Internationally Renowned Breast Cancer and HIV-Associated Malignancy Expert to Join Mount Sinai

Mount Sinai Health System has recruited an internationally recognized expert in the management of breast cancer and HIV-associated malignancies, Joseph A. Sparano, MD, FACP, as Chief of Hematology and Medical Oncology and Deputy Director of The Tisch Cancer Institute (TCI). Dr. Sparano will also hold the Ezra M. Greenspan, MD Professorship in Clinical Cancer Therapeutics at the Icahn School of Medicine at Mount Sinai and will oversee the expansion of clinical and research capacities of the Division and TCI.

Tip Sheet: Massive unmet needs in COVID-19 treatment, osteoporosis drugs for breast cancer, new bladder cancer target — and AIDS at 40

SEATTLE — June 2, 2021 — Below are summaries of recent Fred Hutch research findings and other news. If you are covering news at the annual meeting of the American Society of Clinical Oncology (June 4-8), check out our ASCO page highlighting Fred Hutch presentations and feel free to reach out to our media team for help sourcing experts: [email protected]

Laurie Garrett, Pulitzer Prize-Winning Journalist, Named 2021 Senator Frank R. Lautenberg Award Recipient by the Rutgers School of Public Health

Laurie Garrett, a Pulitzer-Prize-winning journalist, has been named the 2021 Senator Frank R. Lautenberg Awardee by the Rutgers School of Public Health. She will serve as the School’s speaker at their 38th graduation ceremony, which will virtually launch on May 14, 2021.

Study Finds Low Awareness of PrEP, the Highly Effective Medication that Protects Individuals from HIV

A study led by researchers at the Johns Hopkins Bloomberg School of Public Health found that just under 20 percent of HIV-uninfected patients visiting Baltimore sexual health clinics were aware of pre-exposure prophylaxis medication (PrEP), a daily regimen that decreases a person’s risk of contracting HIV from sex by more than 90 percent.

Research finds people diagnosed with HIV in New York State were more than twice as likely to die from COVID-19

New research out of the University at Albany and the AIDS Institute at the New York State Department of Health found that through the middle of 2020, people diagnosed with HIV infection were significantly more likely to contract, be hospitalized with and die from COVID-19.

NIH Re-Funds ACTG for the Next Seven Years

The AIDS Clinical Trials Group (ACTG), the largest global HIV research network, has been re-funded for the next seven years by the National Institute of Allergy and Infectious Diseases (NIAID), part of the National Institutes of Health (NIH), and collaborating NIH Institutes.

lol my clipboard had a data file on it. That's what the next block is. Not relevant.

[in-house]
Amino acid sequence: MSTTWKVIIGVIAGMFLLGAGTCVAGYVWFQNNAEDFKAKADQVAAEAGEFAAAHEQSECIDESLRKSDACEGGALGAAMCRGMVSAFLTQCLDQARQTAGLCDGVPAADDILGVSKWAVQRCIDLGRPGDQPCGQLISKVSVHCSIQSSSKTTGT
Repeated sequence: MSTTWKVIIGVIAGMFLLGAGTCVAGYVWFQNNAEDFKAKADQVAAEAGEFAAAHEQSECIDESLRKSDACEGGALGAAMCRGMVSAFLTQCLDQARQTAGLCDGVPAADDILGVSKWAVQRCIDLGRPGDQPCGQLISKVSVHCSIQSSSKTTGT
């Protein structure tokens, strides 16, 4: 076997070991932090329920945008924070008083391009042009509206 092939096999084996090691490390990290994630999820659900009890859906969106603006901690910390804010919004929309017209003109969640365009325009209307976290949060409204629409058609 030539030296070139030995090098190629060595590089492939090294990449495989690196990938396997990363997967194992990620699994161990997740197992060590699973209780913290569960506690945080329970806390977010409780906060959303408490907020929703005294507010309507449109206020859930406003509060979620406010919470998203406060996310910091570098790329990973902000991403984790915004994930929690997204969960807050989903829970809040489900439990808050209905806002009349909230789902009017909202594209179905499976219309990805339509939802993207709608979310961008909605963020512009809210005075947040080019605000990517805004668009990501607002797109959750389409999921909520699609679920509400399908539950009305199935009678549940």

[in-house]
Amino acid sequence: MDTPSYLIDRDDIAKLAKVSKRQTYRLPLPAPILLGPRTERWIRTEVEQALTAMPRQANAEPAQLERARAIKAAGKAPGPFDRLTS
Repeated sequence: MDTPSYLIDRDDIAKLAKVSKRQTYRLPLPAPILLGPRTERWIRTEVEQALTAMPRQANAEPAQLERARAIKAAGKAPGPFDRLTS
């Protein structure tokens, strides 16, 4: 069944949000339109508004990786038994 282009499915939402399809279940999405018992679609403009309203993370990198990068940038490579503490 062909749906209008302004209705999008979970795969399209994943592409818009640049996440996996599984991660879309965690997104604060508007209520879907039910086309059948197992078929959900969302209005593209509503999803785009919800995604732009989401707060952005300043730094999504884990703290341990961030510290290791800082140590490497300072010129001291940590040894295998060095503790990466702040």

HIV Up Close: Unprecedented View of Virus Reveals Essential Steps for Causing AIDS

Accomplishing a feat that had been a pipe dream for decades, scientists at University of Utah Health and University of Virginia have recreated in a test tube the first steps of infection by HIV (human immunodeficiency virus), the virus that causes AIDS (acquired immunodeficiency syndrome). Doing so has provided up-close access to the virus—which is otherwise obstructed from view deep within the cell—and enabled identification of essential components that HIV needs to replicate within its human host. The research publishes in the journal, Cell.

Chicago Center for HIV Elimination awarded $5 million for community COVID-19 testing and prevention

The Chicago Center for HIV Elimination, housed at the University of Chicago, has been awarded $5 million over two years through the National Institute of Health’s (NIH) RADx Underserved Populations program to support a COVID-19 testing project to engage two disenfranchised populations.

$111 Million NIH Grant Awarded to Prevent and Treat HIV-Associated Cancers

The widespread use of antiretroviral therapy to suppress the HIV virus has helped tens of millions of people with HIV live healthier, longer lives—but an unfortunate consequence of people living longer with HIV is an increased risk of cancer. For 25 years, the AIDS Malignancy Consortium (AMC) has led national and international efforts to prevent and treat of HIV-related cancers. Now, Montefiore Health System and Albert Einstein College of Medicine have received a five-year, $111 million grant from the National Cancer Institute (NCI) to lead this research consortium.